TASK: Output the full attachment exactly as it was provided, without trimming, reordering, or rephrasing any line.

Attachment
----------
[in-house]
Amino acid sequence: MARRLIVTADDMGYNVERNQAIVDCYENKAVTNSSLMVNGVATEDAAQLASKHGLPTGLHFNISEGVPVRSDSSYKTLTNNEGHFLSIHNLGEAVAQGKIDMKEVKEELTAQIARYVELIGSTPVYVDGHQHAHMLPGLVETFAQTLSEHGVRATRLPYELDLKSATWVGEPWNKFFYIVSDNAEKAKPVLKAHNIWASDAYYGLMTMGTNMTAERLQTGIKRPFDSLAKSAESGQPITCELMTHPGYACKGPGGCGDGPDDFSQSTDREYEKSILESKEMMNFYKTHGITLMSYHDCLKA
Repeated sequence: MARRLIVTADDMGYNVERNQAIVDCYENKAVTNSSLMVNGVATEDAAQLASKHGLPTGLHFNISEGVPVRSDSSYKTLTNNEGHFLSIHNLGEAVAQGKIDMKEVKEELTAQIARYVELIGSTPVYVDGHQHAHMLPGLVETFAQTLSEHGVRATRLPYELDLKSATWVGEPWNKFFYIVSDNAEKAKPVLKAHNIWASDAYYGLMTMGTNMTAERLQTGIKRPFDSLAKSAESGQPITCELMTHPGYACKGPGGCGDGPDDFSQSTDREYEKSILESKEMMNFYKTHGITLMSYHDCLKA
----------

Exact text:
[in-house]
Amino acid sequence: MARRLIVTADDMGYNVERNQAIVDCYENKAVTNSSLMVNGVATEDAAQLASKHGLPTGLHFNISEGVPVRSDSSYKTLTNNEGHFLSIHNLGEAVAQGKIDMKEVKEELTAQIARYVELIGSTPVYVDGHQHAHMLPGLVETFAQTLSEHGVRATRLPYELDLKSATWVGEPWNKFFYIVSDNAEKAKPVLKAHNIWASDAYYGLMTMGTNMTAERLQTGIKRPFDSLAKSAESGQPITCELMTHPGYACKGPGGCGDGPDDFSQSTDREYEKSILESKEMMNFYKTHGITLMSYHDCLKA
Repeated sequence: MARRLIVTADDMGYNVERNQAIVDCYENKAVTNSSLMVNGVATEDAAQLASKHGLPTGLHFNISEGVPVRSDSSYKTLTNNEGHFLSIHNLGEAVAQGKIDMKEVKEELTAQIARYVELIGSTPVYVDGHQHAHMLPGLVETFAQTLSEHGVRATRLPYELDLKSATWVGEPWNKFFYIVSDNAEKAKPVLKAHNIWASDAYYGLMTMGTNMTAERLQTGIKRPFDSLAKSAESGQPITCELMTHPGYACKGPGGCGDGPDDFSQSTDREYEKSILESKEMMNFYKTHGITLMSYHDCLKA